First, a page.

AN ORIGINAL POLAROID SX-70 REBORN

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Some of my earliest photographic memories are of my grandparents documenting holidays, vacations, and other events with a Polaroid camera. It was usually my grandmother who was behind the Polaroid, while my grandfather wielded the 8mm movie camera, blinding us with light as we entered their house.

In 1947 Polaroid introduced the Land Camera Model 95. This camera and subsequent models required that the photographic paper be removed manually, peeled open after 60 seconds, and then left to dry. This was often a messy process, but still it provided an instant memory. The SX-70 Land Camera, introduced in 1972, ejected it’s film automatically without chemical residue.

My grandparents Polaroid SX-70 Land Camera Alpha SE probably dates from 1976 and originally cost around $180.00, with film costing $6.90 for ten pictures. No small investment. In today’s dollars that’s $859.00 and $32.00 respectively. But the memories created by that camera, and my grandparents using it, are priceless.

 Just some of the 30-year-old film packs that were stored with the camera. No surprise this film did not work.

Just some of the 30-year-old film packs that were stored with the camera. No surprise this film did not work.

While preparing for a move, I came across a bag containing that camera and several packs of film. I remembered taking the camera and film from my grandmothers house years before as a curiosity and to see if I could get it to work, but mostly for nostalgic reasons. Moving forced me to rid myself of many things, so if I was going to take this camera with me, it had to be for a reason, I had to see if it would work.

The first thing I tried was the obvious, take a pack of the old film and load it into the camera. It didn’t work. SX-70 Polaroid cameras get the six-volts they need to power the electronics and drive the motor from a PolaPulse cell inside the film pack, so it’s no wonder that the 30-year-old film pack had a dead battery. I ordered a new pack of Polaroid Originals 4676 Color Film from Amazon.

 I used a 6v battery pack, some metal snipped from a piece of flashing, electrical tape, solder, and an empty film pack to build a Polaroid camera tester.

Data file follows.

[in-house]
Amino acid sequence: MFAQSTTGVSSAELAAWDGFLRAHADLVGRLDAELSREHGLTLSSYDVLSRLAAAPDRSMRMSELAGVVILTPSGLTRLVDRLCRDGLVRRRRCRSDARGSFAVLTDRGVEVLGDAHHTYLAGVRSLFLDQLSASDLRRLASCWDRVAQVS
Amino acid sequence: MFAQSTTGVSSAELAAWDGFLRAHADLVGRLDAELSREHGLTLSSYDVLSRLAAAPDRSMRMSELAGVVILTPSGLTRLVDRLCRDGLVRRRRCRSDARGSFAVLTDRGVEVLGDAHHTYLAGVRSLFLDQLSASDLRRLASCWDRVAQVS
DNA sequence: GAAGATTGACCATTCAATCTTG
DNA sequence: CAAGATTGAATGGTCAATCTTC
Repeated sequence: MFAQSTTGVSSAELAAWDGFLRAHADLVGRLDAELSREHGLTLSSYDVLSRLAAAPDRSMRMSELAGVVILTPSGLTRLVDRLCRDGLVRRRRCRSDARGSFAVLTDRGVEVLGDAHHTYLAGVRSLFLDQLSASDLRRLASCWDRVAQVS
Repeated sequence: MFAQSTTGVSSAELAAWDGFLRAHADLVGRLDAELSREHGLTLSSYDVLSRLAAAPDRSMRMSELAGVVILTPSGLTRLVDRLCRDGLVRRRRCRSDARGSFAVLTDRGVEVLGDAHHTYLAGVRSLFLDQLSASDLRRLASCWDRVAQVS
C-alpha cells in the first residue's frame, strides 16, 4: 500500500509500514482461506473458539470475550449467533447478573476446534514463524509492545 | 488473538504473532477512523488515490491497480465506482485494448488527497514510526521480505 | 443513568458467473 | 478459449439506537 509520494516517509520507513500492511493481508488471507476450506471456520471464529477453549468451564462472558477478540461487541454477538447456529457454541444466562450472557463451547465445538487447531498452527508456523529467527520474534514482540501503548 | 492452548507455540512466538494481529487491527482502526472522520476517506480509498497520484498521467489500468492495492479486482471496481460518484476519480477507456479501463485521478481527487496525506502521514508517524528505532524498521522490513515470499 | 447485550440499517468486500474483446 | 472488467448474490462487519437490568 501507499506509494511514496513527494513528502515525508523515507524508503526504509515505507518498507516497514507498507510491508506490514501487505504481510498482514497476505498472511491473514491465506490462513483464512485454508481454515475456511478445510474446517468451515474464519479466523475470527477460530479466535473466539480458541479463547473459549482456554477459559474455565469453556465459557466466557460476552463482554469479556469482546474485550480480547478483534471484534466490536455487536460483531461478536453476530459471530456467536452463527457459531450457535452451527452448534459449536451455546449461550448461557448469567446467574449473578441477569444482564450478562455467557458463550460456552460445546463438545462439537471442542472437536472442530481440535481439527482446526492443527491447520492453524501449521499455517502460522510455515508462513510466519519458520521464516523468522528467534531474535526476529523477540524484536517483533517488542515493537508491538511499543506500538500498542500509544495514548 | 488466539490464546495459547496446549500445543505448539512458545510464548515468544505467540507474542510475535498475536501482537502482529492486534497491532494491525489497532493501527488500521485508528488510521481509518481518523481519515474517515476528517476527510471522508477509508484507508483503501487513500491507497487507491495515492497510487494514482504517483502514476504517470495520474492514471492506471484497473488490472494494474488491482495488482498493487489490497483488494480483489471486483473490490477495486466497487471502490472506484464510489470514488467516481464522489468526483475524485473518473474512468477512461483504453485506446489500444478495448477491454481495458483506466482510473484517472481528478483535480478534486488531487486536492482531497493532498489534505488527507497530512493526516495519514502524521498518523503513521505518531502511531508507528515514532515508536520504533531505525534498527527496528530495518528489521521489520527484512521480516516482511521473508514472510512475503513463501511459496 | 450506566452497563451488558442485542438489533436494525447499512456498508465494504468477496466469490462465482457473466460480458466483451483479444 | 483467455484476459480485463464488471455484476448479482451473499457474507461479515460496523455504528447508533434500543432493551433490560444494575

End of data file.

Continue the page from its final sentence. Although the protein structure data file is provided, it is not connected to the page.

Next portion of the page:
I used a 6v battery pack, some metal snipped from a piece of flashing, electrical tape, solder, and an empty film pack to build a Polaroid camera tester.

While doing background research on the camera I came across a few YouTube videos showing several ways to test polaroid cameras by applying external power. In order to do that, I purchased a 1.5v AA battery case holder for $5.89 and figured I had nothing to lose by trying it.

After several attempts which I show on my VLOG, I got the camera’s motorized drive to cycle. That, at least told me the camera was capable of working. Knowing this, I loaded it with that fresh pack of film and lo and behold, it worked. I was ready to take some photos.

 This is the first photo taken with my grandparent’s SX-70 in over 35 years.

This is the first photo taken with my grandparent’s SX-70 in over 35 years.

One thing I didn’t do prior to loading the new film pack, was clean any part of the camera. Therefore, the resulting photos have some streaks that may have been caused by dirty output rollers or possibly a small light leak. Or maybe it was me who didn’t realize you no longer need to bend or shake the photo and it is best if you shield them from light and place face down while they develop. Whatever the results though, for now I’m having some fun with this camera.

 #Nofilter or post production needed to obtain the “Polaroid” look.

#Nofilter or post production needed to obtain the “Polaroid” look.

I love digital photography. I love the instant feedback you get after taking a picture and the ability to share that photo widely is exciting. You can even obtain that “Polaroid” look in post production. And I’m intrigued by the Fujifilm Instax Mini 90 or the Mini 9. And more that once I’ve almost ordered the Fujifilm Instax SP-3 Mobile Printer or it’s predecessor, the SP-2 to go with my Fujifilm X-Pr02. But for some reason, I didn’t or haven’t.

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But, there really is no substitute for the original. No filters needed. No digital anything. There is something unique about shooting with a 35-year-old camera and then holding a fully developed print in your hand seconds later. Edwin H. Land knew this in 1947 and I know it today.